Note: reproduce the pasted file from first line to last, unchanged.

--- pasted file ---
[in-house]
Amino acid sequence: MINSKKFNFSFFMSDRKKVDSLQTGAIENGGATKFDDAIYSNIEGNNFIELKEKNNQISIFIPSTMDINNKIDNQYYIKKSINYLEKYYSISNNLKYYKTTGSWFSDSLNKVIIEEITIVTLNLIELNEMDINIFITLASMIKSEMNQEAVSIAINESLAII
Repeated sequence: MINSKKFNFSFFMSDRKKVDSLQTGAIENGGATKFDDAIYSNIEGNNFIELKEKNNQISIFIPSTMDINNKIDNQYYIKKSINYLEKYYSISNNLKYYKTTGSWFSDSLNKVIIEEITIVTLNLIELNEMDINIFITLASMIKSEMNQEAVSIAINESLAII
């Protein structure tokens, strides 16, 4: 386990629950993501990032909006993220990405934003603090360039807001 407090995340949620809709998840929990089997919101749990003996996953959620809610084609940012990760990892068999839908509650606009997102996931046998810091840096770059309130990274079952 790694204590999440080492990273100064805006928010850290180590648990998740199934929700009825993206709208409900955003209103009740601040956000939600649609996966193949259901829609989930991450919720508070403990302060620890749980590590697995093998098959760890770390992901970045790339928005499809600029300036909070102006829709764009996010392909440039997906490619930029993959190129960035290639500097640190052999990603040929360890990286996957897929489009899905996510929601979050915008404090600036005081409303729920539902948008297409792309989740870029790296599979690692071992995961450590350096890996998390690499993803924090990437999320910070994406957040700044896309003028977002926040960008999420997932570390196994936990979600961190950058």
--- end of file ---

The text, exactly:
[in-house]
Amino acid sequence: MINSKKFNFSFFMSDRKKVDSLQTGAIENGGATKFDDAIYSNIEGNNFIELKEKNNQISIFIPSTMDINNKIDNQYYIKKSINYLEKYYSISNNLKYYKTTGSWFSDSLNKVIIEEITIVTLNLIELNEMDINIFITLASMIKSEMNQEAVSIAINESLAII
Repeated sequence: MINSKKFNFSFFMSDRKKVDSLQTGAIENGGATKFDDAIYSNIEGNNFIELKEKNNQISIFIPSTMDINNKIDNQYYIKKSINYLEKYYSISNNLKYYKTTGSWFSDSLNKVIIEEITIVTLNLIELNEMDINIFITLASMIKSEMNQEAVSIAINESLAII
């Protein structure tokens, strides 16, 4: 386990629950993501990032909006993220990405934003603090360039807001 407090995340949620809709998840929990089997919101749990003996996953959620809610084609940012990760990892068999839908509650606009997102996931046998810091840096770059309130990274079952 790694204590999440080492990273100064805006928010850290180590648990998740199934929700009825993206709208409900955003209103009740601040956000939600649609996966193949259901829609989930991450919720508070403990302060620890749980590590697995093998098959760890770390992901970045790339928005499809600029300036909070102006829709764009996010392909440039997906490619930029993959190129960035290639500097640190052999990603040929360890990286996957897929489009899905996510929601979050915008404090600036005081409303729920539902948008297409792309989740870029790296599979690692071992995961450590350096890996998390690499993803924090990437999320910070994406957040700044896309003028977002926040960008999420997932570390196994936990979600961190950058």